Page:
Scrubber-fitted vessels sustain Singapore HSFO

Asia’s 380 CST high sulfur fuel oil market, which was expected to wither after the IMO-driven transition to low sulfur marine fuel from 2020, has instead emerged as a niche market that enjoyed steady margins in 2020, with prices expected to be stable or firmer in 2021, analysts and market participants said.

S&P Global Platts data showed that for 2020, the front-month spread between the Singapore 380 CST HSFO swap and the Dubai crude swap, also known as the crack spread, averaged at minus $4.74/b, compared to the minus $7.49/b average for 2019.

At the heart of the bullish sentiment are expectations of progressively rising demand led by an increase in the adoption rate of emission abatement technology, or scrubbers.

“Our estimates are that there are 3,850 scrubbers installed by end-2020, rising to 4,450 by end-2021,” said Alex Yap, senior oil analyst at Platts Analytics. “Typically, larger vessels are favored for scrubber installation, but we see a slowdown from 2020, from about 1,400 scrubbers installed in 2020 to an estimated 600 to be installed in 2021.”

Estimates of a relatively slower scrubber adoption growth rate is attributed to a narrower-than-expected spread between low sulfur and high sulfur marine fuel, market sources said.

Even as the spread between Singapore marine fuel 0.5%S and 380 CST HSFO cargo averaged $97/mt in 2020, it has narrowed from $123.72/mt in the first half of the year to average $71.1/mt in the second half, Platts data showed.

Shipowners said that a low three-digit spread between IMO-compliant marine fuel and 380 CST HSFO was sufficient to recoup investments into scrubber installation within two years.


Singapore’s pre-eminent trading hub status with state-of-the-art infrastructure and vast storage capacities, coupled with it being the world’s largest ship refueling destination is expected to bode well for the high sulfur bunker fuel market too.

As the cost economics to carry on maintaining storage and delivery infrastructure to meet a small volume of HSFO demand increasingly becomes unfeasible at all but the biggest bunkering hubs globally, relatively smaller bunkering hubs will continue to shift away from HSFO to focus on low sulfur marine fuel, sources said.

“Singapore has three things going for it: excellent bunkering infrastructure, tank storage and blending expertise. Given that most ports provide high sulfur bunkers at a higher cost than Singapore, shipowners are far more comfortable bunkering here,” a Singapore-based bunker trader said.

Demand for 380 CST high sulfur bunker from ships calling at the city-state has progressively increased in 2020. Monthly sales averaged 955,400 mt over July to November 2020, compared with 655,100 mt in H1 2020, latest data from the Maritime and Port Authority of Singapore showed.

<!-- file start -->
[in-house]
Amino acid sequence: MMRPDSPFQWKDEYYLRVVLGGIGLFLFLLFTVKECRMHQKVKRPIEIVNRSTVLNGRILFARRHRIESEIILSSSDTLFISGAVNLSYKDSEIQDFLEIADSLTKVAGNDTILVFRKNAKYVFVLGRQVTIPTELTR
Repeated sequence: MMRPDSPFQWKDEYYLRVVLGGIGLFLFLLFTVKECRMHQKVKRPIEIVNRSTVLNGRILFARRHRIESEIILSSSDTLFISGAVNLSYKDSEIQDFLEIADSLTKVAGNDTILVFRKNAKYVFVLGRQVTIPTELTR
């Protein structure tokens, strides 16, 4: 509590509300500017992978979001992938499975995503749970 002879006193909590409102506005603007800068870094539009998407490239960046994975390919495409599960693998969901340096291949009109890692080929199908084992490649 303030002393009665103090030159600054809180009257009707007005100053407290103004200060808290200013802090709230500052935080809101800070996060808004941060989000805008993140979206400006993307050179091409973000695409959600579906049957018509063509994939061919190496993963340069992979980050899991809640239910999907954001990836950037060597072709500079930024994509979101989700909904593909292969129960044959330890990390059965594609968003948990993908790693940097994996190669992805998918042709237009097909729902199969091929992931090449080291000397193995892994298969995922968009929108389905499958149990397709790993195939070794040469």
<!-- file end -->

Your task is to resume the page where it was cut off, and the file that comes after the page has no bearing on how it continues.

On the supply side, traders have tied 2021 HSFO supply to refining margins for cleaner transportation fuels, with HSFO supply expected to be capped by lower middle distillates production, refining sources said. As such, prices are expected to stay steady, if not rise.


In the short term though, HSFO availability looks more assured, as more-than-expected volumes of straight-run fuel oil, with 3.7%-5% sulfur, is expected to be shipped East from the Middle East in Q1 2021.

Iraq’s State Organization for Marketing of Oil sold up to 780,000 mt/month of straight-run fuel oil with maximum 5% sulfur and viscosity of 100-380 CST for Q1 2021, Platts reported on Dec. 16.

A drop in domestic utility demand during the winter months had led product to be available for export, a company source said.

“This will definitely alleviate some of the tightness that the Singapore bunker market saw in Q4. We’ll be able to meet any incremental demand we expect to see,” a Singapore bunker supplier said.

There was relatively less that Saudi Arabia — a major market for Singapore-origin HSFO in H2 2020 — was expected to take in the ensuing months due to a seasonal dip in demand for HSFO as a burning fuel, a Fujairah-based source at Aramco Trading said.

“Typically, Saudi Arabia imports about 2.2 million-2.5 million mt over the peak summer months to meet its power generation demand. In December, that number fell by about 1 million mt, and it’s likely to keep low for the next two to three months,” he said.

As for the lower viscosity 180 CST utility grade fuel oil, demand from regional demand centers like Pakistan, Bangladesh and Sri Lanka was expected to persist in the new year, traders said.

“HSFO demand from Bangladesh is small,” said a Fujairah-based fuel oil trader. “There will continue to be pockets of regular, opportunistic demand from countries like Pakistan and the Philippines, so the overall supply-demand balance of 180 CST looks stable for 2021,” he added.

Source: Platts

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